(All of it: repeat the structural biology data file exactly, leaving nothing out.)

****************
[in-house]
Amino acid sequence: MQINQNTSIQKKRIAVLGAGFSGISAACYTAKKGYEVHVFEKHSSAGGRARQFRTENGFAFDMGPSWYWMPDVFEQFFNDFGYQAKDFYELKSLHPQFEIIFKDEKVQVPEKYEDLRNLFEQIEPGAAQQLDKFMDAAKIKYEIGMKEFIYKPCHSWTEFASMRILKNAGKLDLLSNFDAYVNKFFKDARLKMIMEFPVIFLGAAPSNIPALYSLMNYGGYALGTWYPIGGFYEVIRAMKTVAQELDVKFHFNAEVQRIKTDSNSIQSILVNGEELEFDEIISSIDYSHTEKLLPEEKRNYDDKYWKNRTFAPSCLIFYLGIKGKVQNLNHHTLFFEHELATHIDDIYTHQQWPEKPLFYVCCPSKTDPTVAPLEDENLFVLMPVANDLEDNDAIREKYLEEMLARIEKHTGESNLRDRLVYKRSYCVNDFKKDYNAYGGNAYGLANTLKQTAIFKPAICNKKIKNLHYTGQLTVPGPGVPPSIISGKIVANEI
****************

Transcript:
[in-house]
Amino acid sequence: MQINQNTSIQKKRIAVLGAGFSGISAACYTAKKGYEVHVFEKHSSAGGRARQFRTENGFAFDMGPSWYWMPDVFEQFFNDFGYQAKDFYELKSLHPQFEIIFKDEKVQVPEKYEDLRNLFEQIEPGAAQQLDKFMDAAKIKYEIGMKEFIYKPCHSWTEFASMRILKNAGKLDLLSNFDAYVNKFFKDARLKMIMEFPVIFLGAAPSNIPALYSLMNYGGYALGTWYPIGGFYEVIRAMKTVAQELDVKFHFNAEVQRIKTDSNSIQSILVNGEELEFDEIISSIDYSHTEKLLPEEKRNYDDKYWKNRTFAPSCLIFYLGIKGKVQNLNHHTLFFEHELATHIDDIYTHQQWPEKPLFYVCCPSKTDPTVAPLEDENLFVLMPVANDLEDNDAIREKYLEEMLARIEKHTGESNLRDRLVYKRSYCVNDFKKDYNAYGGNAYGLANTLKQTAIFKPAICNKKIKNLHYTGQLTVPGPGVPPSIISGKIVANEI